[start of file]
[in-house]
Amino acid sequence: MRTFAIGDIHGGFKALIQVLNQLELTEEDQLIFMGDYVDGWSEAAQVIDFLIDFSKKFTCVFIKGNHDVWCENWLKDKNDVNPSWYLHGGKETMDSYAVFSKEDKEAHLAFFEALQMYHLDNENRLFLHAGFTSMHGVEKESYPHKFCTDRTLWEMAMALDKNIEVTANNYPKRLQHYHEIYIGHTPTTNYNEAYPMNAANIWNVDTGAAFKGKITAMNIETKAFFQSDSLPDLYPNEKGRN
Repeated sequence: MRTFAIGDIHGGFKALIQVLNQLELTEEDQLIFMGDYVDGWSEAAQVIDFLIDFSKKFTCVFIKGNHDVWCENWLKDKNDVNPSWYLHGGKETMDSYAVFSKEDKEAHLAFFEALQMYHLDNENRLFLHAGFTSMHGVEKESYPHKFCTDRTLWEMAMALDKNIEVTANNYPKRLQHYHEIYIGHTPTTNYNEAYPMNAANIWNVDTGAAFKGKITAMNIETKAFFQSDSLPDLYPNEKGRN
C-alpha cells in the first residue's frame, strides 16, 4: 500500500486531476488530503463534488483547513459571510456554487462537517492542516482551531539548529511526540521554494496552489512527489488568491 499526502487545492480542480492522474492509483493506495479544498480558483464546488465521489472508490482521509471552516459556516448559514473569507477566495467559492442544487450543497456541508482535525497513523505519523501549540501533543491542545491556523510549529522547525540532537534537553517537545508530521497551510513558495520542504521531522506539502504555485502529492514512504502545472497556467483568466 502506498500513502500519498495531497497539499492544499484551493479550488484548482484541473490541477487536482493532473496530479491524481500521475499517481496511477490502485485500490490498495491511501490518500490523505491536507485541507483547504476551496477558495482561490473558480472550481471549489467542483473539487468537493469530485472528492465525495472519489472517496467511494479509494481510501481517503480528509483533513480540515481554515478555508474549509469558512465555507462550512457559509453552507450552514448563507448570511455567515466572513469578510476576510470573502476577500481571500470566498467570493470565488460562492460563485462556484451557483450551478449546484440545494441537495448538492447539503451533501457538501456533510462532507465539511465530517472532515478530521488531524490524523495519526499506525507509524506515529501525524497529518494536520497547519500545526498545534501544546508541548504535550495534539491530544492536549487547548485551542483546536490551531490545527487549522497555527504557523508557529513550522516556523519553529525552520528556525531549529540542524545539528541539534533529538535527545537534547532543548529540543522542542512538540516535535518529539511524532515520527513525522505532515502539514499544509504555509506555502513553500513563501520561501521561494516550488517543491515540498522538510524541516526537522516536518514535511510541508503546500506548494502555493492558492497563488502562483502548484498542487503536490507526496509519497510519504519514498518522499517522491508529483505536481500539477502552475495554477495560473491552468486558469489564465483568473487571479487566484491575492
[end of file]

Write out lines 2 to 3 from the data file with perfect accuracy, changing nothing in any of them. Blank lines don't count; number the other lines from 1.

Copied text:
Amino acid sequence: MRTFAIGDIHGGFKALIQVLNQLELTEEDQLIFMGDYVDGWSEAAQVIDFLIDFSKKFTCVFIKGNHDVWCENWLKDKNDVNPSWYLHGGKETMDSYAVFSKEDKEAHLAFFEALQMYHLDNENRLFLHAGFTSMHGVEKESYPHKFCTDRTLWEMAMALDKNIEVTANNYPKRLQHYHEIYIGHTPTTNYNEAYPMNAANIWNVDTGAAFKGKITAMNIETKAFFQSDSLPDLYPNEKGRN
Repeated sequence: MRTFAIGDIHGGFKALIQVLNQLELTEEDQLIFMGDYVDGWSEAAQVIDFLIDFSKKFTCVFIKGNHDVWCENWLKDKNDVNPSWYLHGGKETMDSYAVFSKEDKEAHLAFFEALQMYHLDNENRLFLHAGFTSMHGVEKESYPHKFCTDRTLWEMAMALDKNIEVTANNYPKRLQHYHEIYIGHTPTTNYNEAYPMNAANIWNVDTGAAFKGKITAMNIETKAFFQSDSLPDLYPNEKGRN